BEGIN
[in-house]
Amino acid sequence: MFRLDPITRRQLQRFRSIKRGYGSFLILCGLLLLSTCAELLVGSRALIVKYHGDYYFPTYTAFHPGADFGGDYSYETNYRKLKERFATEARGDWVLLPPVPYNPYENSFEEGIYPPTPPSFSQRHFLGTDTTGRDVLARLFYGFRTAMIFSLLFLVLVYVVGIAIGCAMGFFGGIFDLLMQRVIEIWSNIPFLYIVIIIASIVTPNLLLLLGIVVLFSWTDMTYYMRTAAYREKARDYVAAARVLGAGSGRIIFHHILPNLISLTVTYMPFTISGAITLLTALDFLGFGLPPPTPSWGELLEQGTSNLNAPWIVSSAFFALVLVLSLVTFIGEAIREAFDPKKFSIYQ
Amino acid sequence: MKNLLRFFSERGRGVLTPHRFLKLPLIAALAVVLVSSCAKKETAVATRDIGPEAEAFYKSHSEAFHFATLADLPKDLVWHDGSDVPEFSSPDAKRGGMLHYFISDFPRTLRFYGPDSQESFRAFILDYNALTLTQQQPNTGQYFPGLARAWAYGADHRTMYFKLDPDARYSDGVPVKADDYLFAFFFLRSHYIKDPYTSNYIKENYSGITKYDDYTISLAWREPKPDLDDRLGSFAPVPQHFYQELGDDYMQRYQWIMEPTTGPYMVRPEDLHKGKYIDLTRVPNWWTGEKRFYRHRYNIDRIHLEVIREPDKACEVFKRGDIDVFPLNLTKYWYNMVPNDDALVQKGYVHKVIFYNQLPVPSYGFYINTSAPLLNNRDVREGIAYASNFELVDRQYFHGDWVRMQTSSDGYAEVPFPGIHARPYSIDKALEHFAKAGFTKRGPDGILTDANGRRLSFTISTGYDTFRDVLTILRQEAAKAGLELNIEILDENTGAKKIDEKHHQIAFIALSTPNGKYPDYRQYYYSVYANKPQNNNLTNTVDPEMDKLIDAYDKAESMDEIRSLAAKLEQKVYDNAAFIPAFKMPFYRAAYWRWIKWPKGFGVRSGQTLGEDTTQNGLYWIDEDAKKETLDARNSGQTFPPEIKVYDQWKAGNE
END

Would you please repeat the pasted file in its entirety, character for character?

[in-house]
Amino acid sequence: MFRLDPITRRQLQRFRSIKRGYGSFLILCGLLLLSTCAELLVGSRALIVKYHGDYYFPTYTAFHPGADFGGDYSYETNYRKLKERFATEARGDWVLLPPVPYNPYENSFEEGIYPPTPPSFSQRHFLGTDTTGRDVLARLFYGFRTAMIFSLLFLVLVYVVGIAIGCAMGFFGGIFDLLMQRVIEIWSNIPFLYIVIIIASIVTPNLLLLLGIVVLFSWTDMTYYMRTAAYREKARDYVAAARVLGAGSGRIIFHHILPNLISLTVTYMPFTISGAITLLTALDFLGFGLPPPTPSWGELLEQGTSNLNAPWIVSSAFFALVLVLSLVTFIGEAIREAFDPKKFSIYQ
Amino acid sequence: MKNLLRFFSERGRGVLTPHRFLKLPLIAALAVVLVSSCAKKETAVATRDIGPEAEAFYKSHSEAFHFATLADLPKDLVWHDGSDVPEFSSPDAKRGGMLHYFISDFPRTLRFYGPDSQESFRAFILDYNALTLTQQQPNTGQYFPGLARAWAYGADHRTMYFKLDPDARYSDGVPVKADDYLFAFFFLRSHYIKDPYTSNYIKENYSGITKYDDYTISLAWREPKPDLDDRLGSFAPVPQHFYQELGDDYMQRYQWIMEPTTGPYMVRPEDLHKGKYIDLTRVPNWWTGEKRFYRHRYNIDRIHLEVIREPDKACEVFKRGDIDVFPLNLTKYWYNMVPNDDALVQKGYVHKVIFYNQLPVPSYGFYINTSAPLLNNRDVREGIAYASNFELVDRQYFHGDWVRMQTSSDGYAEVPFPGIHARPYSIDKALEHFAKAGFTKRGPDGILTDANGRRLSFTISTGYDTFRDVLTILRQEAAKAGLELNIEILDENTGAKKIDEKHHQIAFIALSTPNGKYPDYRQYYYSVYANKPQNNNLTNTVDPEMDKLIDAYDKAESMDEIRSLAAKLEQKVYDNAAFIPAFKMPFYRAAYWRWIKWPKGFGVRSGQTLGEDTTQNGLYWIDEDAKKETLDARNSGQTFPPEIKVYDQWKAGNE